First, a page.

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Archive for the ‘Spotlights’ Category

Federal Reserve Bank of New York
Click on the above photo to see my full album!

The Federal Reserve Bank of New York is a truly incredible landmark. Completed in 1922 in the style of a Florentine palazzo, this stone fortress was built to house the most important regional branch of the Fed. Its design served the secondary purpose of communicating the solidity of American banking under the Federal Reserve System. The smooth-faced, rusticated masonry alternates between blocks of gray and tan, conveying something that cannot be moved, while hinting at the silver and gold that still backed up American currency at the time.

Tours of the interior are available, but tickets can be hard to come by. Once there, the Fed requires that you take part in a guided tour, which runs about an hour. Honey and I went one day last summer. Although such tours are not my favorite approach to exploration, I found this one incredibly interesting. The guide provided a short history of the Federal Reserve System; the construction and architecture of the building, itself; and a tour of the active gold vault, deep below Liberty Street. Unfortunately, the Fed has a very strict prohibition on photography within the building (under penalty of camera confiscation).

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Around the Hoboken Rail Yard

Just some night photos from the Hoboken rail yards and surrounding blocks. (Click on the above photo to see my full album.)

As much as Hoboken has become a bland commuter city, a lot of the industrial-era infrastructure survives. The waterfronts in Hoboken, Jersey City, and Weehawken once served as a break-of-bulk point for all rail lines coming back to Port of New York from the American interior. In the 19th century, passengers and freight bound for New York City would leave the rails at these stations along the New Jersey waterfront to be ferried across the Hudson River to Manhattan. In the early 20th century, the Hudson Tubes made passenger service into Manhattan possible; and, later, the tunnels to Penn Station allowed the main lines to enter the city. Today, the PATH system still links the sites of three of the old New Jersey terminals: Hoboken (once the Delaware, Lackawanna & Western terminal), as well as Newport (once the Erie terminal) and Exchange Place (once the Pennsylvania Railroad terminal). Here is a map by James R. Irwin, showing the old setup:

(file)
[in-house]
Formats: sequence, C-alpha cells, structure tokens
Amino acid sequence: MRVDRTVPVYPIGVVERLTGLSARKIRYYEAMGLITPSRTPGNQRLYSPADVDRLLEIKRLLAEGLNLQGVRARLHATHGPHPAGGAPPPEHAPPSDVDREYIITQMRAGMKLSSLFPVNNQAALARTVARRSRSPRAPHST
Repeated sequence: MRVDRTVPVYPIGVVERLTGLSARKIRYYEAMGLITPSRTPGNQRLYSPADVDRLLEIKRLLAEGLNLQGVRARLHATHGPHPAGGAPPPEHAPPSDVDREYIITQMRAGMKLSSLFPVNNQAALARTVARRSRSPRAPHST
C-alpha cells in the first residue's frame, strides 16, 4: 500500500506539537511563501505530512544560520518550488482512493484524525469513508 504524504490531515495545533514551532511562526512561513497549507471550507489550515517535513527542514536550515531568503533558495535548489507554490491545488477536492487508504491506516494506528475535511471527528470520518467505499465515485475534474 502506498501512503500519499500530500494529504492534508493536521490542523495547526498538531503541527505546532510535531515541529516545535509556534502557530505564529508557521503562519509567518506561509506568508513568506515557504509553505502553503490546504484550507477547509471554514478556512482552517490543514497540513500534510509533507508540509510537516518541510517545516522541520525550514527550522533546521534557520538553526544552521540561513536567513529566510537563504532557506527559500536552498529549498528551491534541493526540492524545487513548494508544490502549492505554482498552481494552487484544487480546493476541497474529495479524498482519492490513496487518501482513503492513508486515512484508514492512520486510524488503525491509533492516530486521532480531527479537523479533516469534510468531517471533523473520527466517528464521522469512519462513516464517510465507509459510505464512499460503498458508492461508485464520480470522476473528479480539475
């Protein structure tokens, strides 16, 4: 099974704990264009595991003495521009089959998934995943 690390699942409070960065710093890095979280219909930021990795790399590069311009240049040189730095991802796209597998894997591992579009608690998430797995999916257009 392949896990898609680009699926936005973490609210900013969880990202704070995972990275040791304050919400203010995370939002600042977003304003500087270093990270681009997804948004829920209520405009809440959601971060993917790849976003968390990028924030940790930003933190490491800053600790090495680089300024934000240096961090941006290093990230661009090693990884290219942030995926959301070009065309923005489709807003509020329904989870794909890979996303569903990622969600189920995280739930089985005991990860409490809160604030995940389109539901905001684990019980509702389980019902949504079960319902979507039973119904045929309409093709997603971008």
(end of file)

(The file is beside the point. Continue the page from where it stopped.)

new_york_city_railroads_ca_1900

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Cities Service Building
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Surrogates Court
One the most striking buildings in the New York Commons area, the Surrogate’s Courthouse was begun in 1899. In addition to housing the Manhattan probate court it is home to the municipal archives and is therefore sometimes called the Hall of Records.

The Surrogate’s Courthouse has some of the city’s most ornately detailed interior masonry, including heavy columns that support a mezzanine that encircles a soaring atrium. Building materials include variegated colored marble, like something out of classical antiquity. Natural lighting is sparse, and late-Victorian lamp fixtures do not fully compensate. It is enough to create a pervasive gloominess throughout the building. Together, these elements set the tone of its echoing corridors, which comprise a labyrinth of beautiful but eerie spaces — so fitting for a courthouse of this jurisdiction. This building is about death and dusty records, and its architecture reflects those cold facts through darkness and weight, but it also captures the somber and transcendent role of the law in making permanent the legacies of those who are gone. To be anodyne was not a priority in 1899.

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Canal Street
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Rome and the Romantics
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An excellent exhibit at The Morgan illustrates the study of Rome by 19th-century visual artists and writers; the influence of the Grand Tour on artists of the time; and the maps and guidebooks that visitors followed. I think the images speak for themselves. My Flickr gallery has a lot more images, some of which are very close, for detail. Not too many exhibits combine ancient urban planning, Romantic-era art and writing, and 19th century cartography. We really enjoyed this one!

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20 Exchange Place
More about the building’s history here. Incredible details. Click on the above photo to see my full album!

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